In August of 2011 I decided to bake my way through a cookbook. To be precise, bake my way through A Baker’s Odyssey by Greg Patent. Yes, I know that’s almost 2 years ago and I am probably not even half way though the book.
I bought this book probably 3 years ago and it has now gone out of print which is a shame. What attracted me to this cookbook was the diversity of recipes from all around the world. Recipes from American immigrants who have richly seasoned the country’s palate. As an Australian I can appreciate the benefits the introduction of various cuisines have had to our culture. The melding of cultures through food is what helps breaks down barriers between people.
So here I am still getting through this cookbook. I will achieve my aim but I think it will take longer than first anticipated. Have you ever baked through a whole cookbook? It’s a bigger feat than what one thinks. No wonder Julie Powell gained fame as she cooked her way through Julie Child’s “Mastering the Art of French Cooking”. If you read her blog she was cooking as many as 14 recipes in the one week! This is my 34th recipe in two years! Feeling a bit defeated. Maybe I should aim for one recipe per week. What do you think? How should I tackle this? I need tips!
Makes 30 yummy cookies
2 cups all purpose flour, plus 1 to 1 ¼ cups for kneading
2 teaspoons baking powder
¼ teaspoon salt
1 cup olive oil (not extra virgin)
⅓ cup sugar
finely grated zest of 1 orange
¾ cup freshly squeezed orange juice
⅓ cup brandy
1 cup fine semolina
1 ⅓ teaspoons ground cinnamon
½ teaspoon ground allspice
¾ teaspoon ground cloves
¾ cup walnuts, finely chopped
¾ cup honey
¾ cup sugar
1 ¼ cup water
¼ cup finely chopped walnuts
Make the dough.Sift flour, baking powder and salt in a bowl. In another bowl whisk together the olive oil and sugar. Whisk in the orange juice, zest and brandy. Gradually add the flour mixture. Then switch to a wooden spoon and stir in the semolina, spices and walnuts. Don’t be alarmed the dough is quite oily and wet at this stage.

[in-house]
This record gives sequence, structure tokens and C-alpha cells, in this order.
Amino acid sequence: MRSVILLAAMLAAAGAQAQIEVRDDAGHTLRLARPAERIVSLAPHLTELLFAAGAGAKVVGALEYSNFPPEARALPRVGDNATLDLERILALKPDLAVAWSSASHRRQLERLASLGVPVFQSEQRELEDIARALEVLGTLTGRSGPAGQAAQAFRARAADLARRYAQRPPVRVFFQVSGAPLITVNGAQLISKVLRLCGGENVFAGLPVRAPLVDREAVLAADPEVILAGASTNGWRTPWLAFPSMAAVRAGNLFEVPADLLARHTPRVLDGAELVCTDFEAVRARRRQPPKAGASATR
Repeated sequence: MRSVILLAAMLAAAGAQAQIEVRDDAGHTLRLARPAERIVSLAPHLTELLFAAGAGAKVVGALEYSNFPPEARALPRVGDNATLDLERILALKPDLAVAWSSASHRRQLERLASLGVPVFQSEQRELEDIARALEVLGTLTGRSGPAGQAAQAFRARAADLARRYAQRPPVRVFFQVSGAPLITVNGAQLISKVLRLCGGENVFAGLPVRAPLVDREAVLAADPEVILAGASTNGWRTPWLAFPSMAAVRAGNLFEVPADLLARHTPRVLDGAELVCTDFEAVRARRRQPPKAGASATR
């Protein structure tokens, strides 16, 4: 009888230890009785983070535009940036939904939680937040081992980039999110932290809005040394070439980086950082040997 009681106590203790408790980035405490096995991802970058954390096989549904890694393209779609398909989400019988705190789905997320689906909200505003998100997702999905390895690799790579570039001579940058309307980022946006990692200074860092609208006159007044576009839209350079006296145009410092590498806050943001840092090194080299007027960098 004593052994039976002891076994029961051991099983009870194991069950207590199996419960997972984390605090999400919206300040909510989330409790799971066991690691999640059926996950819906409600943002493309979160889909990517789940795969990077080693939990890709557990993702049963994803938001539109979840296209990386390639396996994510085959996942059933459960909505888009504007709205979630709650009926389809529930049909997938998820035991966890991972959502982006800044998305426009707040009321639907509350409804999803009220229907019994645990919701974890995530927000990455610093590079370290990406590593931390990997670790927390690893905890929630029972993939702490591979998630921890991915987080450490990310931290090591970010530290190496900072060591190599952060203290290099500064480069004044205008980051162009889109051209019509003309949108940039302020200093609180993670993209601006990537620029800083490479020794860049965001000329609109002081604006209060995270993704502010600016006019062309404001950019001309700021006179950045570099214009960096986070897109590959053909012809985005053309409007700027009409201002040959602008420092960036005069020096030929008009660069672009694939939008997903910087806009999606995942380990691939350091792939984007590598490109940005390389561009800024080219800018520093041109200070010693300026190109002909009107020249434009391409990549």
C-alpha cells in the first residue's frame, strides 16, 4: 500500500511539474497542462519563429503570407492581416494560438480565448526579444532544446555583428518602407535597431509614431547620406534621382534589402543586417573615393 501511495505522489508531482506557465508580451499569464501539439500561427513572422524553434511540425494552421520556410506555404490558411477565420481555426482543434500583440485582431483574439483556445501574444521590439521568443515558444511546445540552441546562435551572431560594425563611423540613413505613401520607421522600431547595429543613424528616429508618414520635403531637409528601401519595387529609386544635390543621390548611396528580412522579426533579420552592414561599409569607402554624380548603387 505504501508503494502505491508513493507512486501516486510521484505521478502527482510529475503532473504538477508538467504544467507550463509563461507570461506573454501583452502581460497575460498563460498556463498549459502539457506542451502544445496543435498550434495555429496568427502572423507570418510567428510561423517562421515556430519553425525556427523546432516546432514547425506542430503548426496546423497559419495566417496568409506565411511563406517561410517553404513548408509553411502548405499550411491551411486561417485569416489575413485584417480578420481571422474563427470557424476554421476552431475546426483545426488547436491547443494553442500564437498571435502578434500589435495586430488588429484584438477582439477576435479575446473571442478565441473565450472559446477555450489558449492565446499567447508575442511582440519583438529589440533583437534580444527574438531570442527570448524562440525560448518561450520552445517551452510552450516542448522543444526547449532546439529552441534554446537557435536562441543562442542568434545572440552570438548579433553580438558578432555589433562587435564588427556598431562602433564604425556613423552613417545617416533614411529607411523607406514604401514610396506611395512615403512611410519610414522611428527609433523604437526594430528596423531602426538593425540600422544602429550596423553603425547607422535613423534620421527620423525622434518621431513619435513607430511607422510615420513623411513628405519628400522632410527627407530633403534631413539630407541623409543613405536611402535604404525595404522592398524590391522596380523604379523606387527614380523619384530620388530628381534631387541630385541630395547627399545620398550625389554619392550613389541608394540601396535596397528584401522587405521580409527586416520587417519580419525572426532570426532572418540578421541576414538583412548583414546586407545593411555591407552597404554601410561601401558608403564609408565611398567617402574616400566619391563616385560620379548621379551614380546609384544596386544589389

Flour you work surface with ½ cup flour, scrape the dough onto the flour and sprinkle with more flour. Knead the flour into the dough adding more if you think it needs it. I used the whole 1 ¼ cups of flour. The dough is really different to most doughs I have worked with because of the amount of oil in it. As you can see in the photo it really doesn’t come together like a regular dough. Don’t make it too dry though. Err on the side of less flour if you can. Now wrap the dough in plastic and rest the dough for 30 minutes.
Heat your oven to 180C/350F and prepare baking trays lined with baking paper or silicone liners. Unwrap the dough and pat it into a 9 x 5 inch rectangle. Divide into 30 even pieces. Roll each piece in your hands into a 2 inch oval. Place on your baking trays. Bake for about 30 minutes until cookies are golden brown.
While the cookies are baking prepare your syrup. This recipe suggests hot cookies and hot syrup. Every cook seems to have their own opinion as to whether the cookies should be hot or not or the temperature of the syrup. I will stick to this idea of hot cookies and hot syrup because it worked very well. On to making the syrup. Mix the ingredients in a saucepan over medium heat and bring to the boil. Reduce heat and simmer syrup for 10 minutes. Remove from heat.
Cookies don’t look like much when they are done but be patient.
Transfer all the cookies to a baking tray with a lip the fits them all in snugly. Pour over the syrup and let them stand for 15 minutes. Carefully turn over each cookies and let them soak up the syrup for another 15 minutes.
Remove them from the syrup and sprinkle with walnuts. Now don’t be anxious to eat them right away. Let them sit overnight and let the flavours meld and develop.
Enjoy Melomakarona with a strong coffee.